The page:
The minister of finance, Aivar Sõerd, says the main sources of growth are domestic demand, private consumption and exports of such goods as refinery equipment, forestry products and electronics.

“Growth has improved since joining the EU. Business has more possibilities to compete within the European market,” Mr Sõerd says. “The economy is stable and industrious and should improve further when Estonia becomes a member of the euro zone.” This is expected to happen in June 2008.

Estonia boasts one of the freest, most liberalised and least bureaucratic economies in the world – the cornerstone of which is its flat tax rate.

Mr Ansip says simply: “It works here and we think it is the best system.” Investors would be hard-pressed to disagree. The corporate tax rate is already enviable at 23% but the government plans to lop one percentage point off every year to bring it down to 20% by 2010. There is no tax on reinvested earnings – hence the 10-fold rise in these earnings over the past four years.

Tallinn and the university town of Tartu have tiny but thriving technology sectors, and Estonians are fast adopters of new IT gadgetry. Estonian programmers are highly sought after. However, more investment is needed in research and development for Estonia to better compete in high value-added industries. “We must invest more money in the R&D sector,” Mr Ansip says. “We’re not able to compete on low labour costs with India and China, so we have to put more knowledge in our projects.”

R&D spending as a percentage of R&D was only 0.77% in 2003 (the latest year for which figures are available). “Our problem is public investment in R&D is quite low,” the prime minister admits.

The Lisbon agenda, aimed at boosting Europe’s knowledge competitiveness, calls for government contributions to be raised to 1% of GDP and private-sector spending to 2% (see cover story, page 20). The Estonian government says it will spend 1.3% by 2010, and the 2006 figure is expected to be 70% higher than that of 2005.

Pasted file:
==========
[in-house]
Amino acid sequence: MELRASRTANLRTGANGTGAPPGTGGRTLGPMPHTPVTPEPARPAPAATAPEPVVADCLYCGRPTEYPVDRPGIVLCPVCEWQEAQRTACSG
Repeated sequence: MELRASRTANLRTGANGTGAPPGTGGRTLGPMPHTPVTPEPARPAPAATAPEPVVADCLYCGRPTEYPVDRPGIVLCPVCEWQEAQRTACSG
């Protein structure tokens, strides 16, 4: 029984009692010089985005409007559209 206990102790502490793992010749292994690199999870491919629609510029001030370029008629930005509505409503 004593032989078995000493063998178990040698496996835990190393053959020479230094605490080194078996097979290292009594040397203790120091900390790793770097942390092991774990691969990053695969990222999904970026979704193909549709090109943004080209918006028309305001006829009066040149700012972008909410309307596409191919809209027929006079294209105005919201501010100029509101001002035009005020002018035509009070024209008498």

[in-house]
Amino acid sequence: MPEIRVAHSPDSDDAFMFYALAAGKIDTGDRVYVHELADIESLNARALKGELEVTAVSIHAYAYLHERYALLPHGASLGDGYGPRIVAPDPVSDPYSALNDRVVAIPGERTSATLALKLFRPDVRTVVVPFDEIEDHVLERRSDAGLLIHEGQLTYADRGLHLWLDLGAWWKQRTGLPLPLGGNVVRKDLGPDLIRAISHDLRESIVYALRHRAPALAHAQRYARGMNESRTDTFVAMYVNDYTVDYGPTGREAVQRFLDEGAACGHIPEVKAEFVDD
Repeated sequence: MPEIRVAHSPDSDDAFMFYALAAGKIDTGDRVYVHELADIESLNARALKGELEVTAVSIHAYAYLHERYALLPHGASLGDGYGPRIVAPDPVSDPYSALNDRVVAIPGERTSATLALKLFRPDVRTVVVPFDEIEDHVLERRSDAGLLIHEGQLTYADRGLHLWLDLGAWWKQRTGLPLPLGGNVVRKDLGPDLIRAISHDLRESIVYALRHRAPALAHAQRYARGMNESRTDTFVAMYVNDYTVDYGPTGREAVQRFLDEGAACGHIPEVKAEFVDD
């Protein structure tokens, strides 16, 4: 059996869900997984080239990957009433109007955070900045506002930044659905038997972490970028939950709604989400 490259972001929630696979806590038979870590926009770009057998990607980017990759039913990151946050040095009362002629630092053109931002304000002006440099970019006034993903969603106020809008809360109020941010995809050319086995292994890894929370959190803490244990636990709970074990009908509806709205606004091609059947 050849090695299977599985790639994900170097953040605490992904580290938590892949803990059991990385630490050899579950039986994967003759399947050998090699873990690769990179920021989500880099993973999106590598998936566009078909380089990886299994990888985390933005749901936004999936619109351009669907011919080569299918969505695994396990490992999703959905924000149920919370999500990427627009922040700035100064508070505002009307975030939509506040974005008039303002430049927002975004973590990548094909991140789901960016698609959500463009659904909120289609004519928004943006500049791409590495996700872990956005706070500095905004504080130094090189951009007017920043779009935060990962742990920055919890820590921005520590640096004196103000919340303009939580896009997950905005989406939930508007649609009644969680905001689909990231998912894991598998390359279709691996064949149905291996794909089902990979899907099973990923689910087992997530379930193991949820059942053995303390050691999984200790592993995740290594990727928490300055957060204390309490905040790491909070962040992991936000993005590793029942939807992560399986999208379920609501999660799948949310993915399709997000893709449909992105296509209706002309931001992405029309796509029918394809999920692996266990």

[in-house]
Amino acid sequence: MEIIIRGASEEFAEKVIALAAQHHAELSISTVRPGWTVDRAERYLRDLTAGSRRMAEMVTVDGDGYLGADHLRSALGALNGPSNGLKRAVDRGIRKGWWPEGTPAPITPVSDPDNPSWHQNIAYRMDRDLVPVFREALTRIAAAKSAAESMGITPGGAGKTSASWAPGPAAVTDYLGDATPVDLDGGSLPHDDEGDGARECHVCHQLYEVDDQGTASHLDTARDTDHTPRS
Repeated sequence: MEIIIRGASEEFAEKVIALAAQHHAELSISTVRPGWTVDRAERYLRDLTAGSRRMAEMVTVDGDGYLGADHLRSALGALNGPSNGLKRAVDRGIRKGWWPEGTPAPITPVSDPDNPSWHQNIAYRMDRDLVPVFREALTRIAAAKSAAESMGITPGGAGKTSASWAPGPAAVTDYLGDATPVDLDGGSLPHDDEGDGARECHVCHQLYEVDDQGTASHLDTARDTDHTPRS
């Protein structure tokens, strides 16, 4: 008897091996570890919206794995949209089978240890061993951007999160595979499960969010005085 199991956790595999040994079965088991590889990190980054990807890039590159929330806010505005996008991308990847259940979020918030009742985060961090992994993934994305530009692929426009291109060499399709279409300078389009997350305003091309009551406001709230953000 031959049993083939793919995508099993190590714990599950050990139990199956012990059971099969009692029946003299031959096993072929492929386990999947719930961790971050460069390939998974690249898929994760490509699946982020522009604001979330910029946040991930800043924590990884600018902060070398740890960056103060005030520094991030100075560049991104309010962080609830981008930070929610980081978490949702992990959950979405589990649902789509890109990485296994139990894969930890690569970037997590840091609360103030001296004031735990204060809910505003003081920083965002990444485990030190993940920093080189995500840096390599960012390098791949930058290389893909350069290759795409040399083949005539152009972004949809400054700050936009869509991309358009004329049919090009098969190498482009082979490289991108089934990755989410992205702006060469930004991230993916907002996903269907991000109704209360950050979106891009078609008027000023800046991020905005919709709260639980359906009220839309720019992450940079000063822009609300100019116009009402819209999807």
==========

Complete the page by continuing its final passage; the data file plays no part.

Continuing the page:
But, Mr Ansip says: “It is not only a question of money. If we want to use the money wisely, we have to educate people. We need more PhDs than we have now.”

Given the small population, labour shortages cause some headaches and brain-drain is a worry.

Mailis Reps, minister of education and research, explains that physics and other sciences were popular during Soviet times but in the past 10 years humanities have become more popular. And, as is the case across the rest of the former Soviet bloc, professional skills education is weak.

Scientists wanted


Estonia is using some of its EU funding to build up technical institutes and science parks, however, and new ‘framework programmes’, as the government calls them, aim to recruit and retain a critical mass of scientists.

Yet the prime minister says Estonia is not afraid of global competition – an attitude that some of the older members of the EU do not always seem to share. But perhaps the Estonian experience can serve as a smaller-scale example of what is possible.

“When we opened up the economy in 1992, we were afraid and unsure how to cope with competition from abroad. So we made huge structural reforms,” Mr Ansip says. “If we can manage it, I am sure the EU can manage global competition.”